Checking The Facts Of Comparisons In Eating Disorder Recovery
Comparisons are instinctual. It’s part of our human nature to compare things we see and experience, including ourselves. Couple this with a society obsessed with diet culture, appearance, and thinness, and you have a recipe for disaster. How can someone recover from an eating disorder and heal their body image struggles when it’s in our instincts to compare?
Throughout my struggles with anorexia, I have struggled greatly with comparing myself both to others and my past self. When I see another person or an old photo of myself, my first response is to think about how my appearance is worse. I jump to thoughts like:
“That person’s body is so much better than mine.”
“I wish I had her legs.”
“Wow, I could look like that again if I go back to restricting.”
“My body used to be so much better.”
HOLD UP. These thoughts are far from constructive, and they can lead to slips in eating disorder behaviors or even relapse. So, what do we do? How do we reframe comparisons and check the facts so that we don’t get so twisted up in these unhealthy patterns?
One of the most helpful tools for me in beating comparisons is a DBT skill called “check the facts.” This skill is all about separating facts from interpretations so that we can find the reality and truth in a situation. For example, let’s say you’re walking down the street and see someone and have the thought “Wow, their body looks so much better than mine.” The facts of the situation are that you were walking down the street, and you noticed that someone’s body was different than yours. Your interpretation of the situation was that the person’s body was better than yours. By sticking to the facts, you’re able to stay grounded in reality. Yes, that person’s body was different than yours, but that has no bearing on your individual worth.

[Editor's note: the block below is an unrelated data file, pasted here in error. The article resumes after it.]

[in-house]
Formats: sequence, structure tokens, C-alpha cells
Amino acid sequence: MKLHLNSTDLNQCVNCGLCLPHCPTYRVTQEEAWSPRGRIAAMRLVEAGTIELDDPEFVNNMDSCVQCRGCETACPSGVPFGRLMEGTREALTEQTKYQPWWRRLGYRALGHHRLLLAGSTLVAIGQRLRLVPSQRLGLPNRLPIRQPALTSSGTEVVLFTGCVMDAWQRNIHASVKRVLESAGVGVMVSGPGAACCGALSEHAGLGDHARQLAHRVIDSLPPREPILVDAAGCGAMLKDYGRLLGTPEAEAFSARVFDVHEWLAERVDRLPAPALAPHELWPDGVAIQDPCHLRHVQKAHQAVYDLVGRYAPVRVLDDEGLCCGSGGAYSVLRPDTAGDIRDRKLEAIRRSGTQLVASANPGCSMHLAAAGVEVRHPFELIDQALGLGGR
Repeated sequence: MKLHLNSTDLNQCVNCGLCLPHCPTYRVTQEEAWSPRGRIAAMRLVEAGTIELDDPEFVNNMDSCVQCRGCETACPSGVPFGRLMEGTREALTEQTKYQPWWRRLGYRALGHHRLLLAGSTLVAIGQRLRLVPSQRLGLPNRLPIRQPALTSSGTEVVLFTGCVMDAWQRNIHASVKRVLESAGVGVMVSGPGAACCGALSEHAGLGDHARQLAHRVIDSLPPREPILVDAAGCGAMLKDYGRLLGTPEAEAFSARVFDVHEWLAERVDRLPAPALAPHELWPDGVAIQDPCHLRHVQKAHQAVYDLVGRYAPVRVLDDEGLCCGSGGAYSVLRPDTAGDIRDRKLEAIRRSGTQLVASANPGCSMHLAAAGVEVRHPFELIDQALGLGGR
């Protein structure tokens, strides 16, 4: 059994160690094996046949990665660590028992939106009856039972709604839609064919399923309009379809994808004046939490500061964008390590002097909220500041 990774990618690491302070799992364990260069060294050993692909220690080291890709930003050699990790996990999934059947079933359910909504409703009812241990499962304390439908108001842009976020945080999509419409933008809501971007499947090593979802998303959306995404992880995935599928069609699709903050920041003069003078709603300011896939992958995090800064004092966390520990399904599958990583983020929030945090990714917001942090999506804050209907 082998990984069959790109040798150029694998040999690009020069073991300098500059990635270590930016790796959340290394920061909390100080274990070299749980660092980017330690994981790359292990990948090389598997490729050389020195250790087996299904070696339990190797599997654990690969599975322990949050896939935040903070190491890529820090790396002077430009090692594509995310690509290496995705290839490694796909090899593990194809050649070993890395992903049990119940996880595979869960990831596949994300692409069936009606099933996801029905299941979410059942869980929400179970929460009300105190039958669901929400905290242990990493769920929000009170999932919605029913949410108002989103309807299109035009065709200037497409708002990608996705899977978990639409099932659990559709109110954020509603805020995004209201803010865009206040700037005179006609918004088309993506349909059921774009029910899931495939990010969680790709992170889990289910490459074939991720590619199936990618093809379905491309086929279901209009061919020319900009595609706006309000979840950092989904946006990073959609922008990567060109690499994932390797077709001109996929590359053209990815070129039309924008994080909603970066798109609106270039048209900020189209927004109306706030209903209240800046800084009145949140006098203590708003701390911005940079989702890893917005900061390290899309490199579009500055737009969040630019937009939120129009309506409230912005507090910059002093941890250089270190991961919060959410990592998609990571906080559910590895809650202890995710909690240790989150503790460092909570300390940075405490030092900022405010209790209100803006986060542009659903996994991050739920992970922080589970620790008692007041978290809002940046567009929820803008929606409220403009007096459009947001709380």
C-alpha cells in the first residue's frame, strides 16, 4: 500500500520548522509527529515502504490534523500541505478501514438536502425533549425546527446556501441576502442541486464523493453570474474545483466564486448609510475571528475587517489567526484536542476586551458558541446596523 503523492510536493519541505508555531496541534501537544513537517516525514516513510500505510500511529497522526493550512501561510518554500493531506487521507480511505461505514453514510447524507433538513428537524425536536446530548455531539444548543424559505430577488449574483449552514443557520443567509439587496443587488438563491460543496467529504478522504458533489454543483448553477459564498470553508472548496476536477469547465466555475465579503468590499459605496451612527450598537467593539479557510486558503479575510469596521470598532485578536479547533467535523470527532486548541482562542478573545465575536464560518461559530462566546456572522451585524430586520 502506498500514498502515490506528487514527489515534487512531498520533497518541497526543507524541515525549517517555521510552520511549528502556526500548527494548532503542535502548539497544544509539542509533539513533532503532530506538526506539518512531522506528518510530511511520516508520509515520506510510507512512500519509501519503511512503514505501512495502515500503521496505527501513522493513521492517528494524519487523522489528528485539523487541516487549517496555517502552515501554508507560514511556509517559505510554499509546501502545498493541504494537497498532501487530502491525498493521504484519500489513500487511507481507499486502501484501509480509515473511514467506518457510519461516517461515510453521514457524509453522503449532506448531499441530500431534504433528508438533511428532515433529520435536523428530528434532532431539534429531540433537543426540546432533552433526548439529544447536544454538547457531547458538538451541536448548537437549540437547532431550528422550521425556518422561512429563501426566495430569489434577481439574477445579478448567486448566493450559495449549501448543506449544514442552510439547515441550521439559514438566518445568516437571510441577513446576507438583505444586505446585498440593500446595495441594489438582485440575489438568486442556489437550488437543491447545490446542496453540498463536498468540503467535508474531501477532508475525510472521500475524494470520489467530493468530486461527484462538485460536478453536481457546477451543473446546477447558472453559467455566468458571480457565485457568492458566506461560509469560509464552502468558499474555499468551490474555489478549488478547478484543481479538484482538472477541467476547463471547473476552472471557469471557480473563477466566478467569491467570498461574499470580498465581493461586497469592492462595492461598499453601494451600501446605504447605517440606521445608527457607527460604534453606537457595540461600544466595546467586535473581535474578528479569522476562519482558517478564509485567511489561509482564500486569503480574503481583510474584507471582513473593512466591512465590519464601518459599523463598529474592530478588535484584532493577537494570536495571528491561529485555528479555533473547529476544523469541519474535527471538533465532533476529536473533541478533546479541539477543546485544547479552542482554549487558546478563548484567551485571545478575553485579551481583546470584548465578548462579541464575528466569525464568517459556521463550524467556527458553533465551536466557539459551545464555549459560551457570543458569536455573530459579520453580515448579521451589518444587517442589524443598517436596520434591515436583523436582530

It’s natural to compare. However, by checking the facts, we’re able to stick with what’s real, instead of falling victim to cognitive distortions. The next time you find yourself having unhealthy thoughts after comparing, try checking the facts and see how it can make a difference in your recovery.
Colleen Werner is a writer, dancer, and future therapist from Long Island, NY. She’s studying Psychology at SUNY Old Westbury and plans on going to graduate school for Mental Health Counseling. She aspires to start an eating disorder treatment program for dancers. Colleen’s experiences in recovery from an eating disorder and anxiety disorder have inspired her to share her story in an effort to help others, end the stigma, and create a sense of community. She is a National Ambassador for Project HEAL, a Campus Editor-at-Large for HuffPost, and a contributor for HerCampus and The Mighty. Colleen’s Instagram, @leenahlovesherself, inspires thousands every day with her posts about authenticity and mental health.